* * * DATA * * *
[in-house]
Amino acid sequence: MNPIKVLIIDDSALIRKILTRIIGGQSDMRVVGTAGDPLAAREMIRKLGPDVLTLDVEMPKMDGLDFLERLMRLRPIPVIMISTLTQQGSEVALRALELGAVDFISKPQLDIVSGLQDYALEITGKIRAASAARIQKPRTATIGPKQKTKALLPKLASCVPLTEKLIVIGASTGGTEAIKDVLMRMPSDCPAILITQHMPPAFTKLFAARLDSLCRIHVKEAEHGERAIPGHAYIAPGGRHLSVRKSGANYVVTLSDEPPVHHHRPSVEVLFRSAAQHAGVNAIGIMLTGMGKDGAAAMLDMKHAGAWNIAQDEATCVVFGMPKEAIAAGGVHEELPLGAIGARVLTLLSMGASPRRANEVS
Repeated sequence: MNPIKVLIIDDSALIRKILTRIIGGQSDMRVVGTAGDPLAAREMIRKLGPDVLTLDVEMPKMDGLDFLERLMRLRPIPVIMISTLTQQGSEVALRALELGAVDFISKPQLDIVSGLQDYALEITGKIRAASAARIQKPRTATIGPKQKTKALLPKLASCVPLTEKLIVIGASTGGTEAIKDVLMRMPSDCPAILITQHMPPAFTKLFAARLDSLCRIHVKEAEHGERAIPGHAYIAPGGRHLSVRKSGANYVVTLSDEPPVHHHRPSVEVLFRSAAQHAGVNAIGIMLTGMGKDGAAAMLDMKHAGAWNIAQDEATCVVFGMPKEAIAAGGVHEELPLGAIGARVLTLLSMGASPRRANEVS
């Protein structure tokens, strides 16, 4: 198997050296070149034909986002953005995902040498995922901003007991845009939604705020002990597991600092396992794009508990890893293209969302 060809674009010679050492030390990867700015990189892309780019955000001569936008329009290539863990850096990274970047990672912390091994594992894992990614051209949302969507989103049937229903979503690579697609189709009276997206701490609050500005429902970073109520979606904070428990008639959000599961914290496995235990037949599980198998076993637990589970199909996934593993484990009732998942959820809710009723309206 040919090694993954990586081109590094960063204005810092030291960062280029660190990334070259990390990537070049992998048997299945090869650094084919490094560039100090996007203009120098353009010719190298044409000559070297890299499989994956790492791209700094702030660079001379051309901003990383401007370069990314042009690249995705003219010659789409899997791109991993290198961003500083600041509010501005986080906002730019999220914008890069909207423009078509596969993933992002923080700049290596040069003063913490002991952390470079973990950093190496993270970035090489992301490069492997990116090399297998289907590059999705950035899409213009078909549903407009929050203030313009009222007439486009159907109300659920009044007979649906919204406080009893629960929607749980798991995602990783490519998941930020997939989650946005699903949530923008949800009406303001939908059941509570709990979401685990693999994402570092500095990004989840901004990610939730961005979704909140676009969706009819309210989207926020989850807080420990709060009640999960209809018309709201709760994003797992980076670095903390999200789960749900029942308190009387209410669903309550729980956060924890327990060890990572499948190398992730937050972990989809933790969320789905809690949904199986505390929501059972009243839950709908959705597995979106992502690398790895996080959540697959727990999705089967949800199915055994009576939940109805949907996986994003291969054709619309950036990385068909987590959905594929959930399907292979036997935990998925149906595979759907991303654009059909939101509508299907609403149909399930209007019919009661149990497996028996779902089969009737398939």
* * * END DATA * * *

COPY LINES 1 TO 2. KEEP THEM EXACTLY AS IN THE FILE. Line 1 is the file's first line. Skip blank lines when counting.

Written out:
[in-house]
Amino acid sequence: MNPIKVLIIDDSALIRKILTRIIGGQSDMRVVGTAGDPLAAREMIRKLGPDVLTLDVEMPKMDGLDFLERLMRLRPIPVIMISTLTQQGSEVALRALELGAVDFISKPQLDIVSGLQDYALEITGKIRAASAARIQKPRTATIGPKQKTKALLPKLASCVPLTEKLIVIGASTGGTEAIKDVLMRMPSDCPAILITQHMPPAFTKLFAARLDSLCRIHVKEAEHGERAIPGHAYIAPGGRHLSVRKSGANYVVTLSDEPPVHHHRPSVEVLFRSAAQHAGVNAIGIMLTGMGKDGAAAMLDMKHAGAWNIAQDEATCVVFGMPKEAIAAGGVHEELPLGAIGARVLTLLSMGASPRRANEVS